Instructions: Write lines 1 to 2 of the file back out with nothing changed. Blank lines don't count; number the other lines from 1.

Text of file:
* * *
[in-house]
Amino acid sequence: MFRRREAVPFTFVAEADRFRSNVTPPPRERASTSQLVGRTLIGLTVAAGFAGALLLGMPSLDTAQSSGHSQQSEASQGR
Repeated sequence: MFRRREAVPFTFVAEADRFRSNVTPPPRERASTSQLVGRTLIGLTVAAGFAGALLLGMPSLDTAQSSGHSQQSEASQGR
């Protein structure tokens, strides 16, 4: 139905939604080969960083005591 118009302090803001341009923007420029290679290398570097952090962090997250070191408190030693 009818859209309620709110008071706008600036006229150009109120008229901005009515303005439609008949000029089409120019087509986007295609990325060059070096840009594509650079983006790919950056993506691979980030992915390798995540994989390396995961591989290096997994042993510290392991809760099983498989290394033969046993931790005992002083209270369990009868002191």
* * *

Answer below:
[in-house]
Amino acid sequence: MFRRREAVPFTFVAEADRFRSNVTPPPRERASTSQLVGRTLIGLTVAAGFAGALLLGMPSLDTAQSSGHSQQSEASQGR